Federal Borrowing Crosses the Rubicon
A year ago, Republicans in control of Congress suspended the cap on federal borrowing. The limit was automatically re-imposed on March 1st. Politicians now have a few months to hammer out legislation to raise the cap as the Treasury employs “extraordinary measures” to fend off default.
The federal deficit is mushrooming once again. The 2017 tax cuts have taken a bite out of receipts at the IRS and economic growth has not met expectations.
This year’s borrowing to fill the gap between government tax revenue and expenditures may reach a trillion dollars for the first time since 2012.
If Washington politicians follow the usual script, we can expect Republicans to posture as fiscal conservatives and then relent either just before or just after a federal shutdown.
Democrats will chastise the GOP for playing politics with America’s sacred responsibility to pay its bills.
This drama has played out dozens of times over recent decades and is therefore likely to repeat once more this fall.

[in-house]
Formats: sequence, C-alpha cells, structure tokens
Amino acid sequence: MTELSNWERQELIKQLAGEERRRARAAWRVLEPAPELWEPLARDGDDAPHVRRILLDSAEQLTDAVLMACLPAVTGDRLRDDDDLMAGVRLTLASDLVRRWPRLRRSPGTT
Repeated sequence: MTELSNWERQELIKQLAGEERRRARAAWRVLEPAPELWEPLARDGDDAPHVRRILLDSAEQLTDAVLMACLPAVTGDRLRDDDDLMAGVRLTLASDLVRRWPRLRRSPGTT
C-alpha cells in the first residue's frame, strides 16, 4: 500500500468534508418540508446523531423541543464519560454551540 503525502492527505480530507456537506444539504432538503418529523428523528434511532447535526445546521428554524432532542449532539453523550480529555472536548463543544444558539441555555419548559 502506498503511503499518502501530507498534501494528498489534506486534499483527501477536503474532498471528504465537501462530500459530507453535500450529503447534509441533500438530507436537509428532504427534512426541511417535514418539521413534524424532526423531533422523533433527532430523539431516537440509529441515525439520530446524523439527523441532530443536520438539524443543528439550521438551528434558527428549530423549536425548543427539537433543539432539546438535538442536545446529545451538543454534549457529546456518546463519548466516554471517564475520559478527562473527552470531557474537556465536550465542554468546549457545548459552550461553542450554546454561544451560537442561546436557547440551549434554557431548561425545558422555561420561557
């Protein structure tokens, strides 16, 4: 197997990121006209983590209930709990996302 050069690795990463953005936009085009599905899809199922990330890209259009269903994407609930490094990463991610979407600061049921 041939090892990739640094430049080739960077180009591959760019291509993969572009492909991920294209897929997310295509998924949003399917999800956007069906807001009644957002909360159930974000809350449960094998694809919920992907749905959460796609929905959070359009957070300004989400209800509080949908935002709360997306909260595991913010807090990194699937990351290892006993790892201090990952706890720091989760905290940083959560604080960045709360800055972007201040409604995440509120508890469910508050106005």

Perhaps it won’t, though. The Associated Press notes that there just aren’t many people in the Capitol who even pretend to care anymore when it comes to deficits.
The AP quoted former senator Judd Gregg from New Hampshire on Sunday: “The president doesn’t care. The leadership of the Democratic Party doesn’t care.” He should also have included Republican leadership, including Senate Majority Leader Mitch McConnell, who have reliably supported metastasizing federal debt.
Meanwhile, the socialist Left has touted so-called “Modern Monetary Theory” (MMT) as the mechanism to fund the economy-killing Green New Deal and any and all other government boondoggles. At its core, MMT advocates for perpetual money printing to fund government spending.
There has already been one government shutdown this year. Congress and the President may decide another one, for the sake of a bit of theater around the borrowing limit, is not a good idea.
Genuine conservatives in the Republican Senate are few and far between.
President Donald Trump released a portion of his proposed 2020 budget which calls for 5% cuts in non-defense domestic discretionary spending. He is requesting $8.6 billion in funding for a wall.
Needless to say, he will be vehemently opposed by House Democrats, and many expect Trump to compromise. In any event, should the President’s budget be enacted, officials estimate the budget might balance by 2034.
The borrowing cap is going to be raised as always. Even the will to pretend to fight against limits is fading. 2019 may be the year when the fiction of a federal borrowing limit is removed all together.